Tuesday, December 06, 2005

Introducing Sasha Abramowitz

I highly recommend Sue Halpern's Introducing Sasha Abramowitz.

I had not read any advance reviews of this novel when I checked it out from the library on Saturday. I had heard the name Sue Halpern before and some research explained why. She is the author of several adult titles (The Book of Hard Things, Migrations of Solitude) and she writes reviews for The New York Review of Books amongst other papers, magazines, and journals.

In any case, I chose this book based on target audience (middle grade). I picked it up Sunday afternoon and could not stop reading! It is a fantastic book and here are some reasons why:

  • The narrator's voice is completely authentic. Sasha Abramowitz is an eleven-year-old girl who lives with her academic parents in the dorms, while her older brother Daniel attends a boarding school/institution for children with mental disorders. Sasha speaks just like any intelligent pre-teen girl would. She sounds, in fact, just like my daughter. Halpern uses first-person narration and Sasha never comes off as too adult or too snarky. She's not a perfect kid, just a decent one making sense of her world.
  • Daniel's mental illness (specifics are not revealed until halfway through the novel, so I won't spoil it for you) is treated by Sasha in a completely realistic way and by the author in a humane, complex manner. The book never becomes preachy or "issue-oriented." Daniel is simply a part of Sasha's story, something she must understand in order to mature.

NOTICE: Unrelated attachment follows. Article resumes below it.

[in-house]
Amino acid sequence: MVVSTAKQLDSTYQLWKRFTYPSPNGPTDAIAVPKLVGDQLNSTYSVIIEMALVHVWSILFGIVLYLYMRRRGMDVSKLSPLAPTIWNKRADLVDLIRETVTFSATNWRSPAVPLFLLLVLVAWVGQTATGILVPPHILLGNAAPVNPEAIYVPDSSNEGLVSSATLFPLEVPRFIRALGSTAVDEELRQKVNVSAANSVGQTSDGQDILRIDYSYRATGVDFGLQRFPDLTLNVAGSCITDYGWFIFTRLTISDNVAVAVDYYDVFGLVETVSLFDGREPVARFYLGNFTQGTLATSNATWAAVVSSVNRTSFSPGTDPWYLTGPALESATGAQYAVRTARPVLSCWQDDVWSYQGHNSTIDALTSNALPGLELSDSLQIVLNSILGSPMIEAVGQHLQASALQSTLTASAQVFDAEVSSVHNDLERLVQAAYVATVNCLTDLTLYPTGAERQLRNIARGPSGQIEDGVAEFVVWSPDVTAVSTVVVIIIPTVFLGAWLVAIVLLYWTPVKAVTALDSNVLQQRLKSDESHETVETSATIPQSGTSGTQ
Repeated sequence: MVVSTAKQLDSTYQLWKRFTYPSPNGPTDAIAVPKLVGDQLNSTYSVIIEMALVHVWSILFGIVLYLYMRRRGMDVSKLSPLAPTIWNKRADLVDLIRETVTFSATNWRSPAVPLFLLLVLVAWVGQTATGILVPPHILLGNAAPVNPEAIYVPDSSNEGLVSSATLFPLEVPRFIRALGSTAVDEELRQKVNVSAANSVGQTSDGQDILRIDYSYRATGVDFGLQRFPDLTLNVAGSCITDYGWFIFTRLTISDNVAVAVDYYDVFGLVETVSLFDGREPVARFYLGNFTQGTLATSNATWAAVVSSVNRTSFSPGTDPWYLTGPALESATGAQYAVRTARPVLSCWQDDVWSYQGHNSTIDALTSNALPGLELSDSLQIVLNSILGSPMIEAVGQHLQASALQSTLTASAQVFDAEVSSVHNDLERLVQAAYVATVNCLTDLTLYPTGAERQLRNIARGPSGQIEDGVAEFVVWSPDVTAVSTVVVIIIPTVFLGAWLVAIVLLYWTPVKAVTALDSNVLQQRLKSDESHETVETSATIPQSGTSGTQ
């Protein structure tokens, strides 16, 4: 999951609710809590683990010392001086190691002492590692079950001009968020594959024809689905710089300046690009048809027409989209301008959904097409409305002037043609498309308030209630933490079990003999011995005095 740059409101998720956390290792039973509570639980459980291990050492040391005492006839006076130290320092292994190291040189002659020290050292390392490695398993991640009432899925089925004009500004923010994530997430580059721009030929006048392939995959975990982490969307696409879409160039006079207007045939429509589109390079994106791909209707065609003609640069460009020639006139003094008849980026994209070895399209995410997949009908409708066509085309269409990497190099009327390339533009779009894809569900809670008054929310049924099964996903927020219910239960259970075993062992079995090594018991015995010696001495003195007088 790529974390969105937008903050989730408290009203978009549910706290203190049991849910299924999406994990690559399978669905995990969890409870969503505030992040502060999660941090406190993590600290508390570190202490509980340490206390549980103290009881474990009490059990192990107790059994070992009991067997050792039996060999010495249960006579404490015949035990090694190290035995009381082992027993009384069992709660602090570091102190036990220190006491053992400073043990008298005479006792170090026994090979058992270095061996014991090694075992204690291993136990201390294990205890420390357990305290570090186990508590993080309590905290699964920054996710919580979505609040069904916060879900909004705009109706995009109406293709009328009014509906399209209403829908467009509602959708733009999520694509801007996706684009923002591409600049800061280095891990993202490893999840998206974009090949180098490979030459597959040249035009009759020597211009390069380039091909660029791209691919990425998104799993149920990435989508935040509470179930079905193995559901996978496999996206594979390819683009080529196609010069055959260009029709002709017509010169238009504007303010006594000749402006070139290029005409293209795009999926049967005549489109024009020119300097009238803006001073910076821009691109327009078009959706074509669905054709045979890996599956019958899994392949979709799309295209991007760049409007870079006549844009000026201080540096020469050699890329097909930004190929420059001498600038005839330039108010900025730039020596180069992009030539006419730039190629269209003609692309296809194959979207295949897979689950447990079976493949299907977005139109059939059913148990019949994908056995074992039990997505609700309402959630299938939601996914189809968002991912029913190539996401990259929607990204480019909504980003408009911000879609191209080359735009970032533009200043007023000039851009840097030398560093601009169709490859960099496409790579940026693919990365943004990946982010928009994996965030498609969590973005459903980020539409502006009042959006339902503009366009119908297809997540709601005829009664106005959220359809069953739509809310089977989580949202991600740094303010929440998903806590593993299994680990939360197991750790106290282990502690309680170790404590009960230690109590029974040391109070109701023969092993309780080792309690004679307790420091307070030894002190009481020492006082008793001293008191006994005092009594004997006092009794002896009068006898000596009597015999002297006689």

• Sasha's relationship with her friends is the most true depiction of preteen relationships I've ever seen in a book. Sasha is inexplicably jealous at times when all kids are jealous, but she can't articulate why. Also, her friends, who occasionally hurt her, don't understand when or why they've inflicted pain. Again, I see the same dynamics in my daughter's relationships with her friends.
  • The adults are a riot. True, I teach at a small college so the parents resemble many people I know (and, overall, characterization is positive).
  • Harriet the Spy plays an important literary role in this novel. Enough said.

This novel surprised me and took my breath away. It is one of the best examples of first person narration I've ever seen in a middle-grade novel.